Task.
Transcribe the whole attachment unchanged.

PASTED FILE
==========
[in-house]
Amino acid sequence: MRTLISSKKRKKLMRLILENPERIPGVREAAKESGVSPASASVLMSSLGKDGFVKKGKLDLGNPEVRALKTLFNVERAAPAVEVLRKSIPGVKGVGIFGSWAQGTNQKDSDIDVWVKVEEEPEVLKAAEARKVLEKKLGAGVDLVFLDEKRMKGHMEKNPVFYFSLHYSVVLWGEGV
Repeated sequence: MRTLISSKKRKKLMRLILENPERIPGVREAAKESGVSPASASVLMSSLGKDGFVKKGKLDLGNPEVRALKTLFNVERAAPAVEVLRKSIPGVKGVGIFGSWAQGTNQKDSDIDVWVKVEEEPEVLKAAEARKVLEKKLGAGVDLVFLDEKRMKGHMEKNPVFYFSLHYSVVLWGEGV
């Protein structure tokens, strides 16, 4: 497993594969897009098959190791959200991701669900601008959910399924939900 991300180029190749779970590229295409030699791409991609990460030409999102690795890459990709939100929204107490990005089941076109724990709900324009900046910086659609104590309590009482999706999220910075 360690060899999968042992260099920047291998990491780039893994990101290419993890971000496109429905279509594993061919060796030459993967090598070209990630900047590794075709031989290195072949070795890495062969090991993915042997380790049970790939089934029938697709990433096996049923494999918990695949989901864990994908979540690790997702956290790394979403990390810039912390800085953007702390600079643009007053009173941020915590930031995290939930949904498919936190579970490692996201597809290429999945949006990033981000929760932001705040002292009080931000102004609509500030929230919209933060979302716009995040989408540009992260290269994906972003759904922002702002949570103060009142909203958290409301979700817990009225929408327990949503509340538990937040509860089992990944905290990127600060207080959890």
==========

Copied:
[in-house]
Amino acid sequence: MRTLISSKKRKKLMRLILENPERIPGVREAAKESGVSPASASVLMSSLGKDGFVKKGKLDLGNPEVRALKTLFNVERAAPAVEVLRKSIPGVKGVGIFGSWAQGTNQKDSDIDVWVKVEEEPEVLKAAEARKVLEKKLGAGVDLVFLDEKRMKGHMEKNPVFYFSLHYSVVLWGEGV
Repeated sequence: MRTLISSKKRKKLMRLILENPERIPGVREAAKESGVSPASASVLMSSLGKDGFVKKGKLDLGNPEVRALKTLFNVERAAPAVEVLRKSIPGVKGVGIFGSWAQGTNQKDSDIDVWVKVEEEPEVLKAAEARKVLEKKLGAGVDLVFLDEKRMKGHMEKNPVFYFSLHYSVVLWGEGV
């Protein structure tokens, strides 16, 4: 497993594969897009098959190791959200991701669900601008959910399924939900 991300180029190749779970590229295409030699791409991609990460030409999102690795890459990709939100929204107490990005089941076109724990709900324009900046910086659609104590309590009482999706999220910075 360690060899999968042992260099920047291998990491780039893994990101290419993890971000496109429905279509594993061919060796030459993967090598070209990630900047590794075709031989290195072949070795890495062969090991993915042997380790049970790939089934029938697709990433096996049923494999918990695949989901864990994908979540690790997702956290790394979403990390810039912390800085953007702390600079643009007053009173941020915590930031995290939930949904498919936190579970490692996201597809290429999945949006990033981000929760932001705040002292009080931000102004609509500030929230919209933060979302716009995040989408540009992260290269994906972003759904922002702002949570103060009142909203958290409301979700817990009225929408327990949503509340538990937040509860089992990944905290990127600060207080959890």